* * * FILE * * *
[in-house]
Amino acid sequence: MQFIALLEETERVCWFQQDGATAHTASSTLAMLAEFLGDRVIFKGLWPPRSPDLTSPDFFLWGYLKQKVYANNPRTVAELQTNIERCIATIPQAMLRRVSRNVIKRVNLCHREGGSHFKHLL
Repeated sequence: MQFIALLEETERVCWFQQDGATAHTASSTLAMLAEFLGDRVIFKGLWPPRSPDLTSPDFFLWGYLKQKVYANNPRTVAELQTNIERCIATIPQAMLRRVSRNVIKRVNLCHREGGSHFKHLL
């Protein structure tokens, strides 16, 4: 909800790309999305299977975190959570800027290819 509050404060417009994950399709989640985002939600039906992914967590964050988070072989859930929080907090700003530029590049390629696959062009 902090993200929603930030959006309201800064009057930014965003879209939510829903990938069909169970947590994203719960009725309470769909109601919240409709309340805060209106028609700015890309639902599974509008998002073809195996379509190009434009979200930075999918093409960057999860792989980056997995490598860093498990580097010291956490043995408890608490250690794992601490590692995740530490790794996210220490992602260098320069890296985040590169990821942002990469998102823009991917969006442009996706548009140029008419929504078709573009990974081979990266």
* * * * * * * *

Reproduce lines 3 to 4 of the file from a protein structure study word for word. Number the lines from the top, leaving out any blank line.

Repeated sequence: MQFIALLEETERVCWFQQDGATAHTASSTLAMLAEFLGDRVIFKGLWPPRSPDLTSPDFFLWGYLKQKVYANNPRTVAELQTNIERCIATIPQAMLRRVSRNVIKRVNLCHREGGSHFKHLL
């Protein structure tokens, strides 16, 4: 909800790309999305299977975190959570800027290819 509050404060417009994950399709989640985002939600039906992914967590964050988070072989859930929080907090700003530029590049390629696959062009 902090993200929603930030959006309201800064009057930014965003879209939510829903990938069909169970947590994203719960009725309470769909109601919240409709309340805060209106028609700015890309639902599974509008998002073809195996379509190009434009979200930075999918093409960057999860792989980056997995490598860093498990580097010291956490043995408890608490250690794992601490590692995740530490790794996210220490992602260098320069890296985040590169990821942002990469998102823009991917969006442009996706548009140029008419929504078709573009990974081979990266």